Carney Fuels Record U.K. Interest-Rate Bets With Policy Guidance

Mark Carney’s guidance on the path of U.K. monetary policy, designed to provide investors and consumers with greater certainty, is instead stoking record speculation on future interest rates.

After the Bank of England Governor laid out a set of indicators yesterday that will help determine changes in central bank rates, trading volumes of short-sterling futures surged to a record. For the first time, dealers exchanged more than 2 million of the contracts, which allow investors to bet on future borrowing costs, IntercontinentalExchange Group Inc. said today.

Having initially focused on an employment threshold for determining its monetary policy, the BOE recast its forward guidance yesterday to say it would use a variety of gauges. While the central bank raised its growth forecasts, Carney said evidence of spare capacity in the economy justified keeping rates at a record-low 0.5 percent.

“The new guidance will keep the market guessing,” said Salman Ahmed, the London-based global strategist at Lombard Odier Investment Managers, which oversees $46 billion. “It will create more uncertainty in the market than when it’s linked to unemployment. The problem with forward guidance is that some in the market take it as a promise.”

The implied rate on the December 2015 short-sterling contract jumped 19 basis points, or 0.19 percentage point, yesterday to 1.65 percent, the biggest increase since September, as trader added to bets on higher borrowing costs.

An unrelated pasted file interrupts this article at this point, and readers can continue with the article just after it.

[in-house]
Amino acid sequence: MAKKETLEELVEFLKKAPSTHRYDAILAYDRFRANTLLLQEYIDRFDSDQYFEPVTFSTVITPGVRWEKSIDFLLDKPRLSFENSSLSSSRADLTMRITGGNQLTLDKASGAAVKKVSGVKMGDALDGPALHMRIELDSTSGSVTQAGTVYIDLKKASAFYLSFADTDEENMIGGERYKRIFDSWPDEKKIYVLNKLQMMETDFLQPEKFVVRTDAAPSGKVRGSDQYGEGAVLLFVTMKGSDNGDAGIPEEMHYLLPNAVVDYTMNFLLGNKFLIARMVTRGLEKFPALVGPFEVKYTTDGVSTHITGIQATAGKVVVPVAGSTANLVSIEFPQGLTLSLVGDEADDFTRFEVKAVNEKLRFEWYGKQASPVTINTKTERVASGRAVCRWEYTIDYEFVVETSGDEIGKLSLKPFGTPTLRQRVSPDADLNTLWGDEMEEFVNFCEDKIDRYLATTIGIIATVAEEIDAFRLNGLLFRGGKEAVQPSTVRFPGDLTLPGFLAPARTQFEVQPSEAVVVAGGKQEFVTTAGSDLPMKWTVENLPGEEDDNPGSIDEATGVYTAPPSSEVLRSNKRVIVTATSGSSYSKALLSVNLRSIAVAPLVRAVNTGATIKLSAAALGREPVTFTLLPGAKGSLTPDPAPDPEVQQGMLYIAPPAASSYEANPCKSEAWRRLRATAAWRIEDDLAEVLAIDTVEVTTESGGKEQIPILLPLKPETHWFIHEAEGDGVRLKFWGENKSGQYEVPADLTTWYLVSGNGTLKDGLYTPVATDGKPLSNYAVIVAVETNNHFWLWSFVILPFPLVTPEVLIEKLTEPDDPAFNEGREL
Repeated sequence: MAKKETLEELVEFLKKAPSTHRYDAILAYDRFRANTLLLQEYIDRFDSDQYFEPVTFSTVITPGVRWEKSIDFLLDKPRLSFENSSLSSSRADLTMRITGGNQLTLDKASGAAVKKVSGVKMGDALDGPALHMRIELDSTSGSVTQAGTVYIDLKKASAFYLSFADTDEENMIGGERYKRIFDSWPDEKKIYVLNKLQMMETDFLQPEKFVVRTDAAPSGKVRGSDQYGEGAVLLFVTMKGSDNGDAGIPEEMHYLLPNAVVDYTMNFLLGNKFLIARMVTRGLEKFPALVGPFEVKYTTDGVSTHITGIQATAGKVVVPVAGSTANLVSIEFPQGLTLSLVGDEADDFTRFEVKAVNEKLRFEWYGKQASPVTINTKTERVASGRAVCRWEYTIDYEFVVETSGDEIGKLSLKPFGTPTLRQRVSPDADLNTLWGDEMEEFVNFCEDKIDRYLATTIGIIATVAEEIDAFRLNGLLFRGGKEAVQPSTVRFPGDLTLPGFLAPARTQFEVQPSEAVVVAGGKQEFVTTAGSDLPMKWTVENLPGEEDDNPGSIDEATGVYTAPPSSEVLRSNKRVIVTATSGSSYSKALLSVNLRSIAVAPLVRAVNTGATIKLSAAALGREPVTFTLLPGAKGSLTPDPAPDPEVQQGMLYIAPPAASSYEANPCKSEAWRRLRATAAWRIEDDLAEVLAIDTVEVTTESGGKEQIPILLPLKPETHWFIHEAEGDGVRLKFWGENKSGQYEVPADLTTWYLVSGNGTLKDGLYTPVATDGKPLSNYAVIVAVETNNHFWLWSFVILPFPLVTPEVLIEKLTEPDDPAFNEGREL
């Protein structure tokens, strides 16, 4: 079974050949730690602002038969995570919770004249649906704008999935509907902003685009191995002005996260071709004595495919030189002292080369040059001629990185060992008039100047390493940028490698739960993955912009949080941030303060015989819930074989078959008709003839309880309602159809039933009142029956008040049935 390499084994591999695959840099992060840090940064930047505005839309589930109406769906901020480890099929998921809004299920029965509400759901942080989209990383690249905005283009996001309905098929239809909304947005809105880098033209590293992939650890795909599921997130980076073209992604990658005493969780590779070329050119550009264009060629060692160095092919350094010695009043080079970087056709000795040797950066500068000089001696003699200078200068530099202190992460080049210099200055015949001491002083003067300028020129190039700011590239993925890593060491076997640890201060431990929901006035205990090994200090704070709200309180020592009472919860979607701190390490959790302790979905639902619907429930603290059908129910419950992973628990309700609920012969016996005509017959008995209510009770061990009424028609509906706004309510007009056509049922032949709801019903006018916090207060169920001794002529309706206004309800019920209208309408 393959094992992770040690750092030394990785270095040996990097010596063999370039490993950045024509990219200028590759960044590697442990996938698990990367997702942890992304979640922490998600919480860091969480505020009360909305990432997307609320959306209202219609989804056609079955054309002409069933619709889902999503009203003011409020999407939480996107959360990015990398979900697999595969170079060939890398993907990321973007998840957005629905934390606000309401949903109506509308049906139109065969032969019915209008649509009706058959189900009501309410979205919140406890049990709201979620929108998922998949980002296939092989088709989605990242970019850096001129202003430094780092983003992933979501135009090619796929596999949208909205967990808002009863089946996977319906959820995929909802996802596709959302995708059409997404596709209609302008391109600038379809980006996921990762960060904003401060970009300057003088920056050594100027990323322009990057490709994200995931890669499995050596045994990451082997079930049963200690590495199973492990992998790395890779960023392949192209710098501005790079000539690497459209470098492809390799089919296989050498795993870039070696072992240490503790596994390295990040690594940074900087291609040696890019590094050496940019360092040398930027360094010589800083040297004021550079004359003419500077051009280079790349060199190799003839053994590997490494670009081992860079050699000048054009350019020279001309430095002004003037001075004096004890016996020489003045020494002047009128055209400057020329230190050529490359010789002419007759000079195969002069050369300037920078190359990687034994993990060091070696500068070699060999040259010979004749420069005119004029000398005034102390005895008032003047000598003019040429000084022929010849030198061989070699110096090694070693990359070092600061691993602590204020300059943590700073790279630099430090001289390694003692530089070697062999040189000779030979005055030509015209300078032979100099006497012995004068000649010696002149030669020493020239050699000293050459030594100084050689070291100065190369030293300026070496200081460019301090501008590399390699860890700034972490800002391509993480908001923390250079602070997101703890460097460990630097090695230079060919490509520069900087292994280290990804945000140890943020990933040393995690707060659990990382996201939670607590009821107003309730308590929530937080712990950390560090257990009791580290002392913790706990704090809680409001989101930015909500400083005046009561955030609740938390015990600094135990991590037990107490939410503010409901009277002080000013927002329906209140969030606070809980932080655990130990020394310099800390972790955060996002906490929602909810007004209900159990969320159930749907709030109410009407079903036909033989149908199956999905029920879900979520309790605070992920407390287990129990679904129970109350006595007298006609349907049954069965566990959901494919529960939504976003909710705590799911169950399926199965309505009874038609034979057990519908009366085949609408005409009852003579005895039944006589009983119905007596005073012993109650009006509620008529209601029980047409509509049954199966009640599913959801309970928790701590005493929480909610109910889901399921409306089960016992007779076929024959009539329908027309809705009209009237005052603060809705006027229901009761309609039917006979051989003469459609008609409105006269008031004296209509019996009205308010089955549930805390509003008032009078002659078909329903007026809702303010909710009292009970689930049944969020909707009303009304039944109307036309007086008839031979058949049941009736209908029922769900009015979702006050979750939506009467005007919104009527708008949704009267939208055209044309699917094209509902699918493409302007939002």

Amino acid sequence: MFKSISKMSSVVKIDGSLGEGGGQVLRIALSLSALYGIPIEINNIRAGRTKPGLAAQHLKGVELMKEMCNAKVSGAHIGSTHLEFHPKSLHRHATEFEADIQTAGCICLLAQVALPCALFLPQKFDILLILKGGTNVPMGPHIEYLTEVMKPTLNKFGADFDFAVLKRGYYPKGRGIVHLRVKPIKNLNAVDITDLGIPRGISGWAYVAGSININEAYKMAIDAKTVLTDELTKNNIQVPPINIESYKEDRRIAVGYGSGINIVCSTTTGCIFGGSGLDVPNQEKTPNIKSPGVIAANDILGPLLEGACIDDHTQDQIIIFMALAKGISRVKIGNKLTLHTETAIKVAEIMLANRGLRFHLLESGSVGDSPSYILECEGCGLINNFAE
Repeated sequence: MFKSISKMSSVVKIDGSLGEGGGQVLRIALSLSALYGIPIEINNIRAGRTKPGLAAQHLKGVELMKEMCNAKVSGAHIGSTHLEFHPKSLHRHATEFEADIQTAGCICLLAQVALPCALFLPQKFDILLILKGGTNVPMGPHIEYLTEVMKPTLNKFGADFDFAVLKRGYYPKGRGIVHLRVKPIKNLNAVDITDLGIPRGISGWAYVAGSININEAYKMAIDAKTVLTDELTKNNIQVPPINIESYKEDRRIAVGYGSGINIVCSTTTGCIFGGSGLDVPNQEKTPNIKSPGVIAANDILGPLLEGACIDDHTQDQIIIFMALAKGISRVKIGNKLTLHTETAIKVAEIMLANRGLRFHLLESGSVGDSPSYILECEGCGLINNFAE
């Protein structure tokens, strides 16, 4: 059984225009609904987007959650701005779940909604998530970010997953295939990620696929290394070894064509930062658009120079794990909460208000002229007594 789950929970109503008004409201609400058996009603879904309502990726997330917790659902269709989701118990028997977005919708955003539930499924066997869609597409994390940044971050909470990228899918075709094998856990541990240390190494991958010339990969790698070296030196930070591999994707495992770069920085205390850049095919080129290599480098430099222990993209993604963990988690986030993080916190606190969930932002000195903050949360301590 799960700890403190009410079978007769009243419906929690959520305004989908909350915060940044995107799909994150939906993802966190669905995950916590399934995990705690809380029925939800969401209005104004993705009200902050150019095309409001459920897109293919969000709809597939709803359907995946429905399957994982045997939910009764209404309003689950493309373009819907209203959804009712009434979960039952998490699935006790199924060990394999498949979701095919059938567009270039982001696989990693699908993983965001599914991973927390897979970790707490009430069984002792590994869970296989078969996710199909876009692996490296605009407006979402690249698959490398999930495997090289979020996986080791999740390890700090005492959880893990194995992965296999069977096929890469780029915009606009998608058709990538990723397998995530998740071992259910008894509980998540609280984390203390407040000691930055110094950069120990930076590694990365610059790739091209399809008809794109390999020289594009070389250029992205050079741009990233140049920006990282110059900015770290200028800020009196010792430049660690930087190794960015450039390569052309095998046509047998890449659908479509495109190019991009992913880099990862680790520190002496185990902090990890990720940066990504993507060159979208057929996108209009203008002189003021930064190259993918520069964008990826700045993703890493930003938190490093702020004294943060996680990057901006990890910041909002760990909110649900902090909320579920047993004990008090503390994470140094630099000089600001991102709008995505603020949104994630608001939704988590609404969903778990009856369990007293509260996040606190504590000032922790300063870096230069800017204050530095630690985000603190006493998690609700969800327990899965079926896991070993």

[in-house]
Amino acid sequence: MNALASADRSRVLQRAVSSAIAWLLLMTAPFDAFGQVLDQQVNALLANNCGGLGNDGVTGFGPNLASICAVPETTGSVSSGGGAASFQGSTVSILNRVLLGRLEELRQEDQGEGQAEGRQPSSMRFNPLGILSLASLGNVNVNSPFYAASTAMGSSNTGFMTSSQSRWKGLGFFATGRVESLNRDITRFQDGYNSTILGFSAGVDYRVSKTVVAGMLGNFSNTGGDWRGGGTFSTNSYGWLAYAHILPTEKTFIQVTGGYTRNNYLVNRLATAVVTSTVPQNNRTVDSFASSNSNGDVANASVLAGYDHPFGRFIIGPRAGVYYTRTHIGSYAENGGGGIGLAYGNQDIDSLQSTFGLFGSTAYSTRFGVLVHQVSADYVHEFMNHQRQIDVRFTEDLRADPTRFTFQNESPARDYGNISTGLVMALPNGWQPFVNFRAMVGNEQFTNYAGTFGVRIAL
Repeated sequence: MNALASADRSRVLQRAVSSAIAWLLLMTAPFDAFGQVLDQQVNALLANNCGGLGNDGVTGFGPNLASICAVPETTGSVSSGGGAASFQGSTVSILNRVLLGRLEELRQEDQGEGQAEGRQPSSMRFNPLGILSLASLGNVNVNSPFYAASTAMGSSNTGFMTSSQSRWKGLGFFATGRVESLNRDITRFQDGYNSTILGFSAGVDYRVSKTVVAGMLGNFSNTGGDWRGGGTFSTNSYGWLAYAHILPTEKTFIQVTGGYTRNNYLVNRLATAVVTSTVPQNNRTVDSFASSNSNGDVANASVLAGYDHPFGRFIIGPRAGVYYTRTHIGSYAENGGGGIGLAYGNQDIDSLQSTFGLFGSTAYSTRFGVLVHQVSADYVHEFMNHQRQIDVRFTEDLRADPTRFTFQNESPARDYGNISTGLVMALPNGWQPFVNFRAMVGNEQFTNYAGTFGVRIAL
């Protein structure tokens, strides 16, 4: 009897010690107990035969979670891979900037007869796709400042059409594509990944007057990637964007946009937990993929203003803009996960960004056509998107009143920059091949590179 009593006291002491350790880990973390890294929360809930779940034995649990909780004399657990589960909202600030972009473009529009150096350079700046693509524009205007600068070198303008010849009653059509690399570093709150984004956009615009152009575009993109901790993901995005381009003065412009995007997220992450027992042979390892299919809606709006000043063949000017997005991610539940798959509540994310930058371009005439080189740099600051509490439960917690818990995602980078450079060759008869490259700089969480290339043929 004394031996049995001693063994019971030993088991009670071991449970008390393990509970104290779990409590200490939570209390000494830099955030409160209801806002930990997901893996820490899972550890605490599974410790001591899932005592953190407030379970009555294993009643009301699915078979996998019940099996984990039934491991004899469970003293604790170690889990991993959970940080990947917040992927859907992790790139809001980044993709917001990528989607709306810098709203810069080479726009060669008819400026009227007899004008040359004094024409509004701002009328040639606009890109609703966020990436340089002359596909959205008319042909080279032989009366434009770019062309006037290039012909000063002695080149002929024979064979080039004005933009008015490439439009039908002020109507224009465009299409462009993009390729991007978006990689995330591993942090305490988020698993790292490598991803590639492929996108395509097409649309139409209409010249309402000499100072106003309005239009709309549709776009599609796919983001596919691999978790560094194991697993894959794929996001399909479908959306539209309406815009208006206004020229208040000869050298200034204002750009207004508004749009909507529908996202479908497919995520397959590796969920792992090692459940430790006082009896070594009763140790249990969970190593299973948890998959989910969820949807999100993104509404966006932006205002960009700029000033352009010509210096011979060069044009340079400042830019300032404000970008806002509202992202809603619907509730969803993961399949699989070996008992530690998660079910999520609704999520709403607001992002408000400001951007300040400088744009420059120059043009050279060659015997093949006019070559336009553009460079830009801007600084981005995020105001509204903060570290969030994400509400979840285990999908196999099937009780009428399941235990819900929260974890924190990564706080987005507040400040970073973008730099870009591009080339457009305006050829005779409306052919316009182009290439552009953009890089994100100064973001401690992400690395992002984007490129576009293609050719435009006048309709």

Traded Volume

Total traded volume in short-sterling futures climbed to 2.01 million contracts yesterday, an all-time high that exceeded the previous record of 1.99 million set last month, ICE said today in an e-mailed statement.

Britain’s gross domestic product increased at the fastest pace since 2007 last year as historically low interest rates and government support for the property market spurred consumer spending. The central bank now predicts an expansion of 3.4 percent this year, which would make the U.K. the fastest-growing economy in the developed world, based on analyst estimates compiled by Bloomberg.

The benchmark bank rate will rise by 0.25 percentage point to 0.75 percent by the end of the second quarter next year, according to a separate Bloomberg survey. Banco Santander SA and Nomura International Plc are among those predicting that borrowing costs will rise as early as this year. BOE Chief Economist Spencer Dale said today investor expectations for a rate increase next year are “reasonable.”

Short sterling futures and options volumes increased by 55 percent and 170 percent in January versus the same period a year ago, ICE said.

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